I do not like the idea of killing wild animals. The deer that pass through our world are gentle, beautiful and welcome. We are happy to share our pastures with them. The waterfowl that noisily touch down on our pond each evening and honk like an alarm clock at dawn, are charming. My dear re-introduced into the wild squirrels are, well, family. We even coexist peacefully with the coyotes that serenade us every evening. But this hog (hogs?) poses a threat on many levels and logically, I know he has to go.
In a sense, I guess this is somewhat the same as a city-dweller having to set traps to catch a mouse that has breached the threshold. This is just a much larger, scarier mouse, and one that could easily charge at my beloved Jim, who is out there on this foggy morning at this very moment.
Suddenly I hear a loud crack, followed by another.
The dogs freeze in place and stare (except for our pit bull mix…he ran and jumped in a crate. Um, Bernie? Don’t your kind HUNT wild hogs?). The horses, donkeys and mule freeze and stare, ears erect and pinpointing the exact direction of the gunfire.
I hold my breath and wonder if Jim has been successful, and wonder if I am happy about that or sad. I’m guessing I will be a mixture of both.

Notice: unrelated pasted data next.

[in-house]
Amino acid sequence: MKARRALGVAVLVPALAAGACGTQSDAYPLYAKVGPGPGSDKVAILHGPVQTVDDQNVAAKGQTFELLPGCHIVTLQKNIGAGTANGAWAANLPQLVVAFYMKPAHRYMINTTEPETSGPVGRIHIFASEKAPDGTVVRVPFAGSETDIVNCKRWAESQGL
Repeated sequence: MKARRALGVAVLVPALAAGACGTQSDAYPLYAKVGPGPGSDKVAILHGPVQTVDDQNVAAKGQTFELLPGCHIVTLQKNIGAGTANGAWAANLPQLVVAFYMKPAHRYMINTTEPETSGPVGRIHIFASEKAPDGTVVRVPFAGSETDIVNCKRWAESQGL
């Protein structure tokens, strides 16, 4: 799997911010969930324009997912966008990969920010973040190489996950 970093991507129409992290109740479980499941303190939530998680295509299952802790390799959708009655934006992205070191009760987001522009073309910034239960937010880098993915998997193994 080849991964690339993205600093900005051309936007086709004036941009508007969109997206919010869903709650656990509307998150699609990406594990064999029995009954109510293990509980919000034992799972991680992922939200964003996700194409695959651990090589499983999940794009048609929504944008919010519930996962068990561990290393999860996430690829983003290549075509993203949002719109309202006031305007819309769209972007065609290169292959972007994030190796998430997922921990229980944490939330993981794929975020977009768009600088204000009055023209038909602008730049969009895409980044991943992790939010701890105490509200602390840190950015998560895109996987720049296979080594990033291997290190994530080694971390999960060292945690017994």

Then I hear a steady crack…crack…crack. This either means that he has shot a hog and he’s going with the “Jason theory” to be damn sure it’s dead (you know how it goes, it’s the recurring theme in just about every scary movie. They shoot/stab/bash the scary human/monster…they turn their backs thinking the nightmare is over…the scary human/monster rallies and bites their heads off. ALWAYS in multiples, people! Shoot/stab/bash REPEATEDLY!), or he’s enjoying a little target practice.
I quickly exchange the following texts with Jim (because all good hunters carry their smart phones along so panicky loved ones can interrupt their task at hand):
Ok. Exhale. Everyone on the farm, including the damn wild boar, is safe for today. That’s good/bad.
Well, life on the farm is kinda laid back,
Ain’t much an old country boy (girl) like me can’t hack.
It’s early to rise, early in the sack,
Thank God, I’m A country boy (girl)!
Oh John Denver, your song says NOTHING about I’ve got me a fine life, I have to shoot a wild boar. Life on the farm is most definitely not always laid back! Stay tuned…this story will undoubtedly be continued.